Subject: Porter 4.0,PaleAle 4.0 response to 1 queries

Query_name: T0530
Query_length: 115



Real valued relative solvent accessibility

The main results page also contains a link to PaleAle 4.0's predictions mapped into real valued relative solvent accessibility. These are simply the class probabilities output by PaleAle 4.0, remapped via a linear regressor into values between 0 and 100. Notice that PaleAle 4.0 is not optimised for this task. However, in our experiments the real values show a mean average error of approximately 14%, which is close to the state of the art. Here is an example of what you will see in the real valued solvent accessibility page:

Query_name: T0530
Query_length: 115

M	K	K	A	M	A	I	L	A	V	L	A	A	A	A	
72	59	54	47	44	39	50	42	32	45	47	44	46	49	48	

V	I	C	G	L	L	F	F	H	N	D	V	T	D	R	
48	49	40	36	40	41	38	42	51	43	61	53	33	41	48	

F	N	P	F	I	H	Q	Q	D	V	Y	V	Q	I	D	
26	19	35	31	21	57	60	61	31	10	10	0	17	2	35	

R	D	G	R	H	L	S	P	G	G	T	E	Y	T	L	
45	58	32	63	53	48	59	63	51	38	13	34	5	46	6	

D	G	Y	N	A	S	G	K	K	E	E	V	T	F	F	
44	4	18	25	65	72	39	64	55	34	49	6	44	7	42	

A	G	K	E	L	R	K	N	A	Y	L	K	V	K	A	
15	59	59	61	15	44	62	49	10	12	0	17	0	21	12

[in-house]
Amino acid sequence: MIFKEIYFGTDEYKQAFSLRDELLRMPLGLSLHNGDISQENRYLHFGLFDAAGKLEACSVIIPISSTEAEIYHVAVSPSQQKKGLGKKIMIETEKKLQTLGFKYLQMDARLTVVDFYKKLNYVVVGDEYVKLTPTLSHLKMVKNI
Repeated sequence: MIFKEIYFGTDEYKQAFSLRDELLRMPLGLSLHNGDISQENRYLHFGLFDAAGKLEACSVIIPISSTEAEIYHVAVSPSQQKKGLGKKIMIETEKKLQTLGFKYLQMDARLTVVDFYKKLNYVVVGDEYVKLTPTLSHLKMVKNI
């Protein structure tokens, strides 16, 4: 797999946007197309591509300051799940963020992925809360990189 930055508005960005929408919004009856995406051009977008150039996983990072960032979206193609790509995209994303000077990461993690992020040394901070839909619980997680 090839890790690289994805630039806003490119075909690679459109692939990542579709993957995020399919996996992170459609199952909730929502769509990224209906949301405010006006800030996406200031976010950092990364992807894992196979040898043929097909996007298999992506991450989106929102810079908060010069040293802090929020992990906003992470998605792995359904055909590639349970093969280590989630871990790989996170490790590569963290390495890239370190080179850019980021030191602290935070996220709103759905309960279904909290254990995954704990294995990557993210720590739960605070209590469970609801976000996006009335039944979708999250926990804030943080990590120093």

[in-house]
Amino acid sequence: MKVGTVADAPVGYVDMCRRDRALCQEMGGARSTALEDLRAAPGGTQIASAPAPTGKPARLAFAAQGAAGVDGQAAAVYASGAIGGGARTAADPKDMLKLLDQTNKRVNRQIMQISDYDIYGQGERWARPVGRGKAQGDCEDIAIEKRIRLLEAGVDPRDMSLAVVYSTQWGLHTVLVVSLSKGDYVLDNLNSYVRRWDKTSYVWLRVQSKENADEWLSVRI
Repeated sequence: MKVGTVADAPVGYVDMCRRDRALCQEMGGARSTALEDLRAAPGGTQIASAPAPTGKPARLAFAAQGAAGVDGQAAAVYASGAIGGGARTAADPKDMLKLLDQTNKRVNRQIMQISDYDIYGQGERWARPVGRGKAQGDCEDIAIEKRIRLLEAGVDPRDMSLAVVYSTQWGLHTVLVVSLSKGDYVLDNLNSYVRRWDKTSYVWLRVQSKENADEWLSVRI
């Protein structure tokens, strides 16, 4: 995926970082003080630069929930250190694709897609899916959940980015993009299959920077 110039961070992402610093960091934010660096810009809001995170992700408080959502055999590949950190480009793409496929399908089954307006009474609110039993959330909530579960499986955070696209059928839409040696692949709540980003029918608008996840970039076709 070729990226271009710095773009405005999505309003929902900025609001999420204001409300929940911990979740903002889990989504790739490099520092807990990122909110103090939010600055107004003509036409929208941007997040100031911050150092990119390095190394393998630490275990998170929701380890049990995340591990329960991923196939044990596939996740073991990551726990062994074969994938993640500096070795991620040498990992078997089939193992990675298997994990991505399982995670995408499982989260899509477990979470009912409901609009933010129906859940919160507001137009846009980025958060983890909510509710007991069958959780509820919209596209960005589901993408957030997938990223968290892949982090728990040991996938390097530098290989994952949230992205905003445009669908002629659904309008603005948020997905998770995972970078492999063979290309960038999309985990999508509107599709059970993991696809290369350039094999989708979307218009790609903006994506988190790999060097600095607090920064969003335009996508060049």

K	G	K	Y	V	E	T	W	E	E	V	K	F	E	D	
57	62	60	42	12	46	35	25	55	41	9	50	47	70	57	

M	P	D	S	V	Q	S	K	L	K	
12	24	68	57	8	41	72	57	29	76	


Porter 4.0, PaleAle 4.0

C.Mirabello, G.Pollastri, "Porter, PaleAle 4.0: high-accuracy prediction of protein secondary structure and relative solvent accessibility", Bioinformatics, 29(16):2056-2058, 2013, doi: 10.1093/bioinformatics/btt344
Toll free PDF (Bioinformatics web site)

Older references on Porter and PaleAle

G.Pollastri, A.McLysaght. "Porter: a new, accurate server for protein secondary structure prediction". Bioinformatics, 21(8),1719-20, 2005.
Toll-free link to the article

C. Mooney, G.Pollastri. "Beyond the Twilight Zone: Automated prediction of structural properties of proteins by recursive neural networks and remote homology information" Proteins, 77(1), 181-90, 2009.
Abstract and PDF (Proteins web site)

G.Pollastri*, A. J. M. Martin, C. Mooney, A. Vullo. "Accurate prediction of protein secondary structure and solvent accessibility by consensus combiners of sequence and structure information" BMC Bioinformatics, 8:201, 2007.
Open access abstract and PDF (BMC Bioinformatics web site).

Distill as a whole

D. Baú, A. J. M. Martin, C. Mooney, A. Vullo, I. Walsh, G. Pollastri. "Distill: A suite of web servers for the prediction of one-, two- and three-dimensional structural features of proteins" BMC Bioinformatics, 7:402, 2006.
Open access abstract and PDF (BMC Bioinformatics web site).

A more comprehensive list of publications from our group is available here.

Back to Distill 2.0

Back to Porter 4.0, PaleAle 4.0

Gianluca Pollastri, gianluca.pollastri at ucd.ie,
Gianluca Pollastri's group
School of Computer Science and Informatics
University College Dublin